Saltholme wins the pools! There's even more to Stockton wildlife reserve
Last modified: 04 September 2012
Saltholme is growing.
Staff are today celebrating news that two additional wetland areas – Dorman's Pool and Port Clarence Pool - have become part of the wildlife reserve and discovery park near Stockton.
Ownership of the two pools has passed to the RSPB from Impetus Reclamation, as part of a planning agreement that will see an energy-from-waste plant built on nearby land. The plant will provide electricity for up to 50,000 homes in the North East and provide 50 permanent jobs.
Dave Braithwaite, who manages Saltholme, said: “This is fantastic news. Dorman's and Port Clarence Pools are very special places and will be wonderful additions to the impressive 500ha wildlife reserve we currently manage.
“Saltholme is already brilliant for people and wildlife – these new additions mean we can keep on getting better and better. We have plans to further enhance Dorman's Pool, as we strive to secure a stronghold for birds such as marsh harriers, bitterns and bearded tits in the Tees Valley. Otters and the rare and secretive water shrew have already been seen there, so our hopes are high for the future.”
Dave and his team plan to improve the reedbeds on the sites and will graze cattle to make the pond edges even more attractive to birds such as lapwings and redshanks.
Dorman's Pool is 35ha of internationally-important wetland, listed as part of a European Special Protection Area for its wetland birds.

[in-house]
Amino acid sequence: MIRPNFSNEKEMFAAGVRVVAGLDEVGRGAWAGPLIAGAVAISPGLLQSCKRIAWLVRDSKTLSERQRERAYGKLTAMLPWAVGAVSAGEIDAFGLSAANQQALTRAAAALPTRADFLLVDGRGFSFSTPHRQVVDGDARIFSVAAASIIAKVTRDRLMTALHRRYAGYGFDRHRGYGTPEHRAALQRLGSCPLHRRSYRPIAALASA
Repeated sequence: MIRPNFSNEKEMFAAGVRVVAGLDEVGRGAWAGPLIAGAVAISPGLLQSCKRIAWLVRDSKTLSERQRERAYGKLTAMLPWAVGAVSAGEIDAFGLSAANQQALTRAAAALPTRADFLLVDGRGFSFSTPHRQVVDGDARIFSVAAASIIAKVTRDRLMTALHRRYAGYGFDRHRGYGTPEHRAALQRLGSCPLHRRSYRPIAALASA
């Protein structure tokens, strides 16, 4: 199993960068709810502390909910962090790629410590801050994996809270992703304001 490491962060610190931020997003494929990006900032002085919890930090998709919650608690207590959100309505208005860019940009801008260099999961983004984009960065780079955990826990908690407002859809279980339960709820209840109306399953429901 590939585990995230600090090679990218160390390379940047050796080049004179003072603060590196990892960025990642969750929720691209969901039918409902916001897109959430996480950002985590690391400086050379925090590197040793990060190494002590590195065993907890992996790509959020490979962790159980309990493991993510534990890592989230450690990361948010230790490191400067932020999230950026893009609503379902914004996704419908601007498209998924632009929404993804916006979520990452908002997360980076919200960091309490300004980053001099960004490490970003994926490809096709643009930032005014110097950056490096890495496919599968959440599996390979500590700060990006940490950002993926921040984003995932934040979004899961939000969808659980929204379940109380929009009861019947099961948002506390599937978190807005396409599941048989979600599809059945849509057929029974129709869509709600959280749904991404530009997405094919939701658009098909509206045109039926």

The pool takes its name from the former owner, Dorman Long steel-makers and construction engineers. Famously, they constructed the Tyne Bridge in 1928; Sydney Harbour Bridge in 1932; and, closer to home, the Tees Newport Bridge in 1934.
“The pool is home to most of Teesmouth’s winter population of pintails, an elegant duck that breeds in Northern Europe. Half of the area’s diminutive and secretive reedbed-dwelling water rails also call this place home,” Dave added.
Teesmouth Bird Club will continue to have access to the site and the RSPB hopes to formally open the site to its members in the New Year.
Nigel Flintoft, Technical Director for Impetus Reclamation, said: “Impetus is committed to working with the RSPB, providing opportunities for wildlife and industrial development to work together hand in hand. We know that Dorman’s and Port Clarence Pools are in good hands and that the RSPB has an exciting vision that will see these two areas become even better for wildlife.”
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